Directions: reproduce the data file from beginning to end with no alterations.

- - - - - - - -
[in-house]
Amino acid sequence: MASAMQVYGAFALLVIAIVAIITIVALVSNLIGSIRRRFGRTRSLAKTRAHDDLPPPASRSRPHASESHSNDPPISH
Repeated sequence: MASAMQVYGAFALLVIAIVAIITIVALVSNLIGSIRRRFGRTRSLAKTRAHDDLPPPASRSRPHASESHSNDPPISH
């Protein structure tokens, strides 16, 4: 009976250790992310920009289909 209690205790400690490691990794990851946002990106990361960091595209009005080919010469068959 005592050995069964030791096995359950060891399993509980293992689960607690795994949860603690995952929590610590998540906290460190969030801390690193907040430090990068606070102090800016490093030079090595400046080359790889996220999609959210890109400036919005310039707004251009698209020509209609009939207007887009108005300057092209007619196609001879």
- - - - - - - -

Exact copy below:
[in-house]
Amino acid sequence: MASAMQVYGAFALLVIAIVAIITIVALVSNLIGSIRRRFGRTRSLAKTRAHDDLPPPASRSRPHASESHSNDPPISH
Repeated sequence: MASAMQVYGAFALLVIAIVAIITIVALVSNLIGSIRRRFGRTRSLAKTRAHDDLPPPASRSRPHASESHSNDPPISH
């Protein structure tokens, strides 16, 4: 009976250790992310920009289909 209690205790400690490691990794990851946002990106990361960091595209009005080919010469068959 005592050995069964030791096995359950060891399993509980293992689960607690795994949860603690995952929590610590998540906290460190969030801390690193907040430090990068606070102090800016490093030079090595400046080359790889996220999609959210890109400036919005310039707004251009698209020509209609009939207007887009108005300057092209007619196609001879």